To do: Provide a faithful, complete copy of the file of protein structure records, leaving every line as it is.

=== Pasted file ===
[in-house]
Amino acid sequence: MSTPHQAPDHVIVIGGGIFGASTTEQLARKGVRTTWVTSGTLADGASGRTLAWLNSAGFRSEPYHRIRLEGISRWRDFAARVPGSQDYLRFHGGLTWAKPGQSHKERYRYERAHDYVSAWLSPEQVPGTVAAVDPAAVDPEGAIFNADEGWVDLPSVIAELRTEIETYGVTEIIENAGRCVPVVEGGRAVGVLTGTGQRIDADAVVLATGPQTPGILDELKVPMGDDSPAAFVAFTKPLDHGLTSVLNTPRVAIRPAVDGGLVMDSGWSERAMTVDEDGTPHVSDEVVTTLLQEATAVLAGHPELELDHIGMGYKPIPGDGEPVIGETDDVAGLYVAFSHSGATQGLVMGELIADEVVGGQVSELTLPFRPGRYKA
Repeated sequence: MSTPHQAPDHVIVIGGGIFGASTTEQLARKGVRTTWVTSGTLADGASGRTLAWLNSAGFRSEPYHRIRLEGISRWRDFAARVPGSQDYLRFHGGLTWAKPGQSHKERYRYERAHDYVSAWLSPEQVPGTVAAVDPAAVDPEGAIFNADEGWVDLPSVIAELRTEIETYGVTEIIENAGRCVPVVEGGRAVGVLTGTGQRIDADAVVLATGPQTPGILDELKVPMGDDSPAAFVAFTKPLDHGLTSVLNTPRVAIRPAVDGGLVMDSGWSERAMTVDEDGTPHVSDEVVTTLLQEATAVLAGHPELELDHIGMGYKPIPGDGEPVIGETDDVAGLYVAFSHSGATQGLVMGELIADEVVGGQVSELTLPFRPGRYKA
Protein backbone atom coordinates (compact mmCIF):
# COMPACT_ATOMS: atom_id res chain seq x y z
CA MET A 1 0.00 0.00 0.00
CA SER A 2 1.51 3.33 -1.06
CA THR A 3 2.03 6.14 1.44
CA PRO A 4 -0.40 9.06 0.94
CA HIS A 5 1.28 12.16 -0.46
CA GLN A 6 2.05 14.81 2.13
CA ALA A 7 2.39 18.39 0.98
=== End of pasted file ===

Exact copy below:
[in-house]
Amino acid sequence: MSTPHQAPDHVIVIGGGIFGASTTEQLARKGVRTTWVTSGTLADGASGRTLAWLNSAGFRSEPYHRIRLEGISRWRDFAARVPGSQDYLRFHGGLTWAKPGQSHKERYRYERAHDYVSAWLSPEQVPGTVAAVDPAAVDPEGAIFNADEGWVDLPSVIAELRTEIETYGVTEIIENAGRCVPVVEGGRAVGVLTGTGQRIDADAVVLATGPQTPGILDELKVPMGDDSPAAFVAFTKPLDHGLTSVLNTPRVAIRPAVDGGLVMDSGWSERAMTVDEDGTPHVSDEVVTTLLQEATAVLAGHPELELDHIGMGYKPIPGDGEPVIGETDDVAGLYVAFSHSGATQGLVMGELIADEVVGGQVSELTLPFRPGRYKA
Repeated sequence: MSTPHQAPDHVIVIGGGIFGASTTEQLARKGVRTTWVTSGTLADGASGRTLAWLNSAGFRSEPYHRIRLEGISRWRDFAARVPGSQDYLRFHGGLTWAKPGQSHKERYRYERAHDYVSAWLSPEQVPGTVAAVDPAAVDPEGAIFNADEGWVDLPSVIAELRTEIETYGVTEIIENAGRCVPVVEGGRAVGVLTGTGQRIDADAVVLATGPQTPGILDELKVPMGDDSPAAFVAFTKPLDHGLTSVLNTPRVAIRPAVDGGLVMDSGWSERAMTVDEDGTPHVSDEVVTTLLQEATAVLAGHPELELDHIGMGYKPIPGDGEPVIGETDDVAGLYVAFSHSGATQGLVMGELIADEVVGGQVSELTLPFRPGRYKA
Protein backbone atom coordinates (compact mmCIF):
# COMPACT_ATOMS: atom_id res chain seq x y z
CA MET A 1 0.00 0.00 0.00
CA SER A 2 1.51 3.33 -1.06
CA THR A 3 2.03 6.14 1.44
CA PRO A 4 -0.40 9.06 0.94
CA HIS A 5 1.28 12.16 -0.46
CA GLN A 6 2.05 14.81 2.13
CA ALA A 7 2.39 18.39 0.98